I have no trouble seeing everything on my laptop using Firefox no matter which way you do them. The new way shrinks the vertical white space between images in the table down to almost nothing. If you move the images into the text sections, as I think you are suggesting above, this problem would be solved, and the issue raised by Gene Nygaard would be addressed. I'm not sure the short text sections are all big enough to accommodate photos, though. Finetooth (talk) 04:38, 25 January 2010 (UTC)
Would it work to delete the subheads and to make the waterfall images for each section into a gallery with captions? Probably not since that would further separate the images from the related text and also from the tables. Just a thought. Fishing for ideas. Finetooth (talk) 04:44, 25 January 2010 (UTC)
Thanks, I tried adding the section again and putting the images in with the text - had to use {{triple image}} and purposely kept the images the same size as they were in the table version (150 px wide for vertical photos, 200 px wide for horizontals). On my computer it just barely fits - the text for three falls in each case it just about as tall as the vertical image. I have to say I still like the current layout best as it keeps the height and elevation with the descriptions and the images. This latest try does reduce the size of the table considerably. Calling it a night, maybe I will have a better idea tomorrow. Ruhrfisch ><>°° 05:18, 25 January 2010 (UTC)

<outdent>After looking at the latest try, I have to agree with you that current layout is better than the other two versions. I, too, must call it a night. If I think of anything else that might work, I'll post another note. Finetooth (talk) 06:08, 25 January 2010 (UTC)

Thanks - I still prefer the current layout (table with everything in it) too. Not sure what else to do. Ruhrfisch ><>°° 12:27, 25 January 2010 (UTC)

I fixed them up a bit. They're much more readable now. Had to disable sorting, but that seems okay. 98.235.98.38 (talk) 23:05, 15 July 2014 (UTC)

"wikilinked... Click on..."[edit]

This phrasing on the image in the article violates the WP:NAVEL guideline... we really should remove it or phrase it in such a way that it doesn't make any reference to an online encyclopedia or especially Wikipedia (or any generic wiki). Magog the Ogre (talk) 05:50, 7 December 2010 (UTC)

How does it work for you now? Just linked instead of wikilinked. Dincher (talk) 00:10, 8 December 2010 (UTC)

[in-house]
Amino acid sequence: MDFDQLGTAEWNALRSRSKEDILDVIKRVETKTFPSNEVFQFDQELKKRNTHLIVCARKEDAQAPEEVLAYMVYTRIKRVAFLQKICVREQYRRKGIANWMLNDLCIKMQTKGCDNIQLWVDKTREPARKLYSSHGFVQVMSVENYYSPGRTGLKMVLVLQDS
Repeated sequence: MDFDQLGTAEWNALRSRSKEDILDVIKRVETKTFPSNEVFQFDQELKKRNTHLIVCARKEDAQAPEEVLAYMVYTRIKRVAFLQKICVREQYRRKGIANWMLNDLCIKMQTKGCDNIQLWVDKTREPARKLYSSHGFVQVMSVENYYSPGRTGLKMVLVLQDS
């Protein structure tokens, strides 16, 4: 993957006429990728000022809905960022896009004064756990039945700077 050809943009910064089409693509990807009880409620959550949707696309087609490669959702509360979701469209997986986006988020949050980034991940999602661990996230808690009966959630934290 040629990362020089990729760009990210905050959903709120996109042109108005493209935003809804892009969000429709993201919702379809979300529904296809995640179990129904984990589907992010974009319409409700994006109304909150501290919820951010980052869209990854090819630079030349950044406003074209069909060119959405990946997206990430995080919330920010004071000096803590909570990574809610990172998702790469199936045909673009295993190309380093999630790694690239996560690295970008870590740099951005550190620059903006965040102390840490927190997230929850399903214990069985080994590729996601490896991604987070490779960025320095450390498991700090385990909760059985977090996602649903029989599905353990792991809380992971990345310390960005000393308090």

Well, it's better, but it still presumes the reader has a fully functional computerized version of the encyclopedia at the other end; this is by no means the case for printed versions ("create a book" pdf's, printouts, or future installments via print) or for certain third party uses. But we've improved from a grade of "F" to "D". :) Magog the Ogre (talk) 00:44, 8 December 2010 (UTC)

Ooh that is kind of a neat feature though. Well, I'm not sure how to handle that. Magog the Ogre (talk) 00:46, 8 December 2010 (UTC)

What is a neat feature? Dincher (talk) 01:19, 8 December 2010 (UTC)
Thanks for raising this issue here. Because this is an image map, the caption follows the example at the MediaWiki Image Map page, which lets the reader know that it is a clickable image "Image map example. Clicking on a person in the picture causes the browser to load the appropriate article." My thought is that most readers of the online version do not expect the map to be clickable, so the article should let the reader know this. On the other hand, if someone is reading a print version and sees this, they know paper cannot be linked. I can name several other articles that have image maps. Ruhrfisch ><>°° 02:05, 8 December 2010 (UTC)
I agree with Ruhrfisch. Dincher (talk) 02:25, 8 December 2010 (UTC)
Beacause it is an image map, you can't just click on the image to see the larger version - instead you have to click on the little rectangles in the caption instead. Here is the current text: "Each label is linked to an article or image. Click on small rectangles in the caption for larger map." Can't figure how to make the first sentence shorter, but I suppose the second sentence could be shorter, perhaps "Small rectangles in the caption are linked to larger map."? Ruhrfisch ><>°° 03:38, 8 December 2010 (UTC)

Too much information![edit]

Sorry, but I think this article goes into way too much detail. Do we need to know about how waterfalls are formed, and what different kinds there are? That's what the main Waterfall article is for. Similarly, do we need to know the history of the whole Ricketts Glen area? That's what the state park article is for. It should stay focused on, well, waterfalls in Ricketts Glen State Park. Brutannica (talk) 01:25, 9 June 2015 (UTC)

Congratulations![edit]

Congratulations to all the contributors to this featured article. You deserve a lot of applause, recognition and appreciation. What a wonderful article. Being from Pennsylvania makes this article even more special to me.

  Bfpage |leave a message  20:51, 9 June 2015 (UTC)